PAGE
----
Ridley Scott's daughter (Jordan Scott) will now get her film distributed in the states. Apparently filmmaking runs in the Scott family. "Cracks" does not quite seem to be my cup of tea, but it sure looks beautifully photographed. Might it be the "Picnic at Hanging Rock" of our generation?

The next trailer comes with a bit of a personal experience attached. I saw "I Saw the Devil" at Sundance this year. I knew then it would never merit an "R" rating (it is among the most violent films ever made, making the likes of "Saw" and "Hostel" seem like Saturday morning cartoons in comparison), so it makes sense that they are releasing it as "Not Rated." It is for that reason I cannot recommend "I Saw the Devil." Still, the filmmaking and acting was on another level of excellence that one truly does not see everyday. It is a mixed bag of fruits: wildly disturbing, ever-so-thrilling, sometimes inspiring, usually distressing and ultimately thought-provoking. I still contemplate the film's title and the decent of our protagonist. I took the experience as a self-evaluation and learned a lot about myself that evening in the Egyptian Theater and in the days after.

Toss of the Week: Ever since I first heard of "Uncle Boonmee Who Can Recall His Past Lives" I have wanted to experience it. Uncle Boonmee is on his deathbed and his visited by family members, both living and dead. It looks chilling, bizarre and beautiful. It won the Palm d'Or at last year's Cannes Film Festival. (For those not in the know, that is the highest prize at one highest regarded film festivals in the world. Past winners include "The White Ribbon," "Elephant" and "Pulp Fiction.") Uncle Boonmee's tale surely will not hit theaters around here and Netflix says the DVD availability date is unknown. It appears I have some patience to implement.


I have already addressed the "Spider-Man" reboot (still a bewildering notion), but now there is more news. Sony Pictures has officially announced that it will be called "The Amazing Spider-Man." JoBlo has the story and here is the film's official site.

2011 will break the all-time record for most film sequels in a single year with 27. Wow. Box Office Mojo with the tale.


"The Monk and the Fish"

Written and Directed by Michael Dudok de Wit.

Excellent use of colors and underscoring of music to match the action in this silly yet poignant tale.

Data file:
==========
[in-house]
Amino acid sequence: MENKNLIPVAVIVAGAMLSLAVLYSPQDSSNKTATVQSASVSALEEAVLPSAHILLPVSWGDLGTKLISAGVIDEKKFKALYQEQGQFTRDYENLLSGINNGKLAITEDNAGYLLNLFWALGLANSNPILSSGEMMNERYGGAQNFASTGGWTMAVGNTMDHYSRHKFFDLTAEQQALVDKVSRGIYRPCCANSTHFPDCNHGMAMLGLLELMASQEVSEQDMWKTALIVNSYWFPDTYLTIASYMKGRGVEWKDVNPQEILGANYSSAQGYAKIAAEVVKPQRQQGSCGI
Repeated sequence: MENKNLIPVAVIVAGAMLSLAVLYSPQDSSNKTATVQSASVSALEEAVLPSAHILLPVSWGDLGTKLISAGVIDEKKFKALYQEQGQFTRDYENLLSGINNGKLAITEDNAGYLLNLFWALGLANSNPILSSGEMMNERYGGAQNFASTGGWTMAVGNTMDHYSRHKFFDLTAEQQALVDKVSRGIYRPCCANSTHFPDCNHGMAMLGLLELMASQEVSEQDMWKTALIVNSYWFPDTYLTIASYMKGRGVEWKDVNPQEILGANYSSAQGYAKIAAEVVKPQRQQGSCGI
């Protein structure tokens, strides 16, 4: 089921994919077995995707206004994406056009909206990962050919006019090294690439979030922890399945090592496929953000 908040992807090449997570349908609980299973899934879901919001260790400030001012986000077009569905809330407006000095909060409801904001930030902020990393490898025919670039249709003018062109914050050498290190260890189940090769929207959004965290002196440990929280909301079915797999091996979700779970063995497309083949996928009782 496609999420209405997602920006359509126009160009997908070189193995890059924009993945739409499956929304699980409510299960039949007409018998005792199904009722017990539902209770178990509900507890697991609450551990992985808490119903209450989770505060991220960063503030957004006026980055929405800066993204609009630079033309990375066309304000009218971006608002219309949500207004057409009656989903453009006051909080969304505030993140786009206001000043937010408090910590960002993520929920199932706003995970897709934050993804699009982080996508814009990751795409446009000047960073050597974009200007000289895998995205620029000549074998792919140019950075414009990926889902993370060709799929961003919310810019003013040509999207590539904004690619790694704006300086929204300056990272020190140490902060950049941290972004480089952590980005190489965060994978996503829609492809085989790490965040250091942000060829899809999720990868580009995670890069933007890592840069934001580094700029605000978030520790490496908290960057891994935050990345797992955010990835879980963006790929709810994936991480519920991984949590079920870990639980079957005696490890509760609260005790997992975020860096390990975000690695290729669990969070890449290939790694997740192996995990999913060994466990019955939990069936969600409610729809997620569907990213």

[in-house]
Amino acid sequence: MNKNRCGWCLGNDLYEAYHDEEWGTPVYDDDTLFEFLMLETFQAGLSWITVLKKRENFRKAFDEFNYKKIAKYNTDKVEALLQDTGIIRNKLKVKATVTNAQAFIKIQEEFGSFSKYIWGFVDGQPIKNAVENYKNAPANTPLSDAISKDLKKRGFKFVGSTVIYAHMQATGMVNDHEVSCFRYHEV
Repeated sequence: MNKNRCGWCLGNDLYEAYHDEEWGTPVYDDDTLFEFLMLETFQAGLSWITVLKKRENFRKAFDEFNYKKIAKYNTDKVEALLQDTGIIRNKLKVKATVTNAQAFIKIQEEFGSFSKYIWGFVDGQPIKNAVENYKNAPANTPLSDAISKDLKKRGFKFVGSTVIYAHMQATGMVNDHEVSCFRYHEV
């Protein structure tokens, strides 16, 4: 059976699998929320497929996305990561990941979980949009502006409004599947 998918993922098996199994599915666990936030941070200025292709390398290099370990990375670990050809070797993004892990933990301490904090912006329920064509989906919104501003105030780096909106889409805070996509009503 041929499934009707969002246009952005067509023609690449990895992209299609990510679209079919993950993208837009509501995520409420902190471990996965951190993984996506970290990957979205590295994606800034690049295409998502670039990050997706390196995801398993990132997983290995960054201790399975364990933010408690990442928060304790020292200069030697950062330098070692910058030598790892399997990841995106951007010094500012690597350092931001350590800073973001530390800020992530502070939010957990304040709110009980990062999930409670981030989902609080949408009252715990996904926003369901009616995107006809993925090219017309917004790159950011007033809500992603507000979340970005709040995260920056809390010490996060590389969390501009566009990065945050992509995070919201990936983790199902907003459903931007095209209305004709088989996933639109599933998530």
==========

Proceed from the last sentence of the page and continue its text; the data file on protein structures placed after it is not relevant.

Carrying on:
* * *




During last week's Bowl of Super proportions there were several TV-spots for some of this year's hottest flicks ("Super 8," "Cowboys & Aliens," and "Captain American" to name a few). Out of all of these, I am the most psyched for "Super 8." If it is about what I think it is about (a child takes advantage of a real alien encounter to make a movie)... it is right up my alley! (No wonder Spielberg wanted to produce this.) Many of these titles look great. Even though I have yet to see a 2011 film, I am starting to believe it can be a good year. To restate and for the record, I thought 2010 was a MARVELOUS year for film.

Here is the spot for "The Adjustment Bureau". Firstly, I will behold anything with Matt Damon. Secondly, this high concept is nutty enough.

"Limitless" looks like it just might have limits. Then again, it does have De Niro. What does any of this mean? Nothing.

Will "Hop" be worth the leap? From the director of "Alvin and the Chipmunks" (oh... no...) and the studio that brought us "Despicable Me" (Hey!) come the best CGI-characters in a live action environment since "Yogi Bear" (ew...)! It could go up or down folks.

I know nothing about X-Men, I have not seen any of the previous films, but perhaps that doesn't matter. This is "X-Men: First Class." The visuals are stunning to say the least.

"Battle: Los Angeles" also got a 30-second spot during the Super Bowl. The second trailer came out last month. While offering some new visuals, neither are quite as compelling as the debut trailer set to Johann Johannsson's haunting masterpiece of a song. (Trailer 2 uses the same song eventually, but too eventually IMHO.) In any case, I am excited for 3.11.11.

I greatly admire the novel quirk found in "Beginners." It looks to be well-acted (huge fan of Plummer and Melanie Laurent, who was PERFECT in "Inglourious Basterds") and carefully filmed.

Toss of the Week: "Even the Rain" seems to be rather onerous for audiences, such fair often are our greatest films. The impressive conception of a director making a film about the discovery of America amidst contemporary challenges in his own country. Finally, if I haven't said it before, I swear it now: Gael Garcia Bernal ("Amores Perros," "Y Tu Mama Tambien," "Babel," and "The Science of Sleep") is one of our finest actors. Although, they really should change the hombre's IMDb picture. Seriously, that might be the worst picture ever taken of him. There you go ladies.


Entertainment Weekly ran a gallery of "10 Movies that Changed Hollywood." A couple of these are among my all-time faves.

What better way to get ready for the big night (Feb. 27) than to complain about the nominees? EW here with "Oscars: 19 Snubs That Bug You!". IMHO: Nolan should not only have been nominated, he should probably win. Something I will surely address on my "Oscar Preview" article next week.